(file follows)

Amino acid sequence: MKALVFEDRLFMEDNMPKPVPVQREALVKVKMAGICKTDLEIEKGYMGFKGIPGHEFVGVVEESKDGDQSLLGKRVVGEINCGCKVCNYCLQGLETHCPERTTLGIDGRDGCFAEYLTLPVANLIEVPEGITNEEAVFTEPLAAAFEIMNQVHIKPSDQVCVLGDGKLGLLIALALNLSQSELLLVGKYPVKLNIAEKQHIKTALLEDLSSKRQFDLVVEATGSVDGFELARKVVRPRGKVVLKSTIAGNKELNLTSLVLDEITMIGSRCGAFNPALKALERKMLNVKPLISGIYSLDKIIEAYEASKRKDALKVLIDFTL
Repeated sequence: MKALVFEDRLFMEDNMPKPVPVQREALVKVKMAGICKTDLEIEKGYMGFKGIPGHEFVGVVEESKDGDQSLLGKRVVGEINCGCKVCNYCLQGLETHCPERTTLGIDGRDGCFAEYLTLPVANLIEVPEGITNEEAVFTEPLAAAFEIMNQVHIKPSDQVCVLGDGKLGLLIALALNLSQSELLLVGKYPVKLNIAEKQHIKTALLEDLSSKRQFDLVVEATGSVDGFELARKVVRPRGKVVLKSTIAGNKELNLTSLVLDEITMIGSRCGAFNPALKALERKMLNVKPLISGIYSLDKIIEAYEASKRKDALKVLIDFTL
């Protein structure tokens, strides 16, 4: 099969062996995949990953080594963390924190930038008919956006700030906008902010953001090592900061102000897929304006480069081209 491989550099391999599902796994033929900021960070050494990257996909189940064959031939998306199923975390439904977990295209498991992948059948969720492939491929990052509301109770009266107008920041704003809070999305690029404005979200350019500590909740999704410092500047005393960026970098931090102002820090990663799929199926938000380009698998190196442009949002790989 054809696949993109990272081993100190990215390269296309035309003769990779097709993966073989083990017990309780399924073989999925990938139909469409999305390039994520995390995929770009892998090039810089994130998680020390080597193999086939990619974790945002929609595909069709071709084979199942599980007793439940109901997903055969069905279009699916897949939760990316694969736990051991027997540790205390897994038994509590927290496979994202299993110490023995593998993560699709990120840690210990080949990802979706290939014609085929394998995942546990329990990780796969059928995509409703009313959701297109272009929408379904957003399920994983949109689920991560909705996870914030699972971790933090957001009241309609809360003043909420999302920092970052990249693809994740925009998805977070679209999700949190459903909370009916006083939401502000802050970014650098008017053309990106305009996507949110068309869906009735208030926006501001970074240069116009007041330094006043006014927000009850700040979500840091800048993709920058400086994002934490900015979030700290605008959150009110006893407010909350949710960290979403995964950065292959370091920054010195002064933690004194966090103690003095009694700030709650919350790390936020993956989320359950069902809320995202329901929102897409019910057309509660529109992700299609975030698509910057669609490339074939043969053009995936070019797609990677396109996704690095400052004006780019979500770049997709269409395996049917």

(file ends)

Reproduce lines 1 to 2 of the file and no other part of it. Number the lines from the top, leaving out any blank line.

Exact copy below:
Amino acid sequence: MKALVFEDRLFMEDNMPKPVPVQREALVKVKMAGICKTDLEIEKGYMGFKGIPGHEFVGVVEESKDGDQSLLGKRVVGEINCGCKVCNYCLQGLETHCPERTTLGIDGRDGCFAEYLTLPVANLIEVPEGITNEEAVFTEPLAAAFEIMNQVHIKPSDQVCVLGDGKLGLLIALALNLSQSELLLVGKYPVKLNIAEKQHIKTALLEDLSSKRQFDLVVEATGSVDGFELARKVVRPRGKVVLKSTIAGNKELNLTSLVLDEITMIGSRCGAFNPALKALERKMLNVKPLISGIYSLDKIIEAYEASKRKDALKVLIDFTL
Repeated sequence: MKALVFEDRLFMEDNMPKPVPVQREALVKVKMAGICKTDLEIEKGYMGFKGIPGHEFVGVVEESKDGDQSLLGKRVVGEINCGCKVCNYCLQGLETHCPERTTLGIDGRDGCFAEYLTLPVANLIEVPEGITNEEAVFTEPLAAAFEIMNQVHIKPSDQVCVLGDGKLGLLIALALNLSQSELLLVGKYPVKLNIAEKQHIKTALLEDLSSKRQFDLVVEATGSVDGFELARKVVRPRGKVVLKSTIAGNKELNLTSLVLDEITMIGSRCGAFNPALKALERKMLNVKPLISGIYSLDKIIEAYEASKRKDALKVLIDFTL